I’ve been strangely quiet on these pages about Special Relativity since it premiered, especially considering that for months I wouldn’t shut up about it. I guess now that it’s out in the world I’ve been too busy being terrified about it — not terrified that people will hate it, but terrified that its existence won’t even register in people’s brains long enough for them to hate it. Because I know that if people take 24 minutes to listen to the first episode, they can’t possibly hate it. I will now tell you how I know.
See, the great irony of being a scriptwriter is that, if you’re lucky enough for your idea to actually become a finished show, it’s almost always kind of disappointing. That’s because the final product can never live up to what you envisioned as you created it. But in my almost 20-year career, the first episode of Special Relativity is the only project I’ve worked on — in radio, TV, games, theater, anything — that came out better than I imagined. It’s better than what I’d been hearing in my head for years.
For that I have to give the credit to the cast, whose performances are so good that I would’ve had to willfully sabotaged the editing to make a bad show. I’m listing their names again here, because every one of them is pitch-perfect: Alex Borstein, Dee Bradley Baker, James Urbaniak, Ted Travelstead, Alyssa Potter, Andréa Moser, and Tom X. Chao. I want people to hear the show because it’s a felony to let those performances go to waste.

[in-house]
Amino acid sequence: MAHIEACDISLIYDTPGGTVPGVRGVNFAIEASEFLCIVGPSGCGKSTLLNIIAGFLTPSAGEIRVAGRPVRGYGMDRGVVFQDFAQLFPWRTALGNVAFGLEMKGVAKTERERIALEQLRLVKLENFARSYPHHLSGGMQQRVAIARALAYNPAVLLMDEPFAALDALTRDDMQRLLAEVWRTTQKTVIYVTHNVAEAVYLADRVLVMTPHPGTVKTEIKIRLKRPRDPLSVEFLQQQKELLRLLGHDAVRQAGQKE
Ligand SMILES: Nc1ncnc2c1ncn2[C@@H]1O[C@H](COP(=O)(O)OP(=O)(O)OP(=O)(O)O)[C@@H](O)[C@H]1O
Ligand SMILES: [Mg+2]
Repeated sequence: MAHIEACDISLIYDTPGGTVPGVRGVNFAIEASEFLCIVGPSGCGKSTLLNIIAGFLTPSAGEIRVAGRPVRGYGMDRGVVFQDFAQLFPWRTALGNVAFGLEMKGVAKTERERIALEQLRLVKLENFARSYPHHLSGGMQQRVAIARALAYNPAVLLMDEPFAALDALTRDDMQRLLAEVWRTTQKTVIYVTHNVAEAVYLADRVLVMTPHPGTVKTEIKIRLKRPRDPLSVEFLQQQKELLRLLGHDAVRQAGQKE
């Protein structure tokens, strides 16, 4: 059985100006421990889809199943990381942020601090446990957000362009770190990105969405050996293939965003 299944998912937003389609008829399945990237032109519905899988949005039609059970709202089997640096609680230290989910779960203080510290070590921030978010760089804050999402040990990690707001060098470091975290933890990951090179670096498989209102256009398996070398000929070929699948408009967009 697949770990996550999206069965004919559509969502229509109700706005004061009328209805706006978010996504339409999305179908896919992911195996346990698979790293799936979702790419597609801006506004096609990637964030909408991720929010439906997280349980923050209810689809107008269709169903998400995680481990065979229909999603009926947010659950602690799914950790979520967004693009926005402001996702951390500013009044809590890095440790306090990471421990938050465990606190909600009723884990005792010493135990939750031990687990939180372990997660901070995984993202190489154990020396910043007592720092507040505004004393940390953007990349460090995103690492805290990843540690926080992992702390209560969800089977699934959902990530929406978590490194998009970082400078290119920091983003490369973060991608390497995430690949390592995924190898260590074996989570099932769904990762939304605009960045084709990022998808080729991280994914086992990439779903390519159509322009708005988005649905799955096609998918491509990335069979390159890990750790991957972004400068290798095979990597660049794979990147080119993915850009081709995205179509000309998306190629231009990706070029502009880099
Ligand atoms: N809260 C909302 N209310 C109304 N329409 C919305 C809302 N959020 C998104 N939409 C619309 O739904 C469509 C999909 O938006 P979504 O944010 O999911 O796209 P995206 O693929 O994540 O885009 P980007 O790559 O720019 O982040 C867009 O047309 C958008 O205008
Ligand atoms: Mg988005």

There’s a moment in the final scene which I won’t spoil but which when you hear you’ll feel a click in your brain, just like I did. That click comes from Alex Borstein’s effortless performance, suddenly not able to efface itself anymore, reaching over and closing that circuit in your consciousness that only electrifies when you’ve just experienced a tour de force. Don’t you want to hear that?
Well, I guess I like the show, because I just typed four paragraphs when I’d only intended to write a three-sentence set-up for a link to its review in the Los Angeles Times. Remarkably, the paper’s TV critic Robert Lloyd selected Special Relativity as a TV pick last week, despite it not being on TV or even having any pictures. He calls it “all sound and comedy… filled with evocative scenes and memorable characters, and of course praises its “crackerjack cast.” “Please, may I have some more?” he asks. I sure hope so.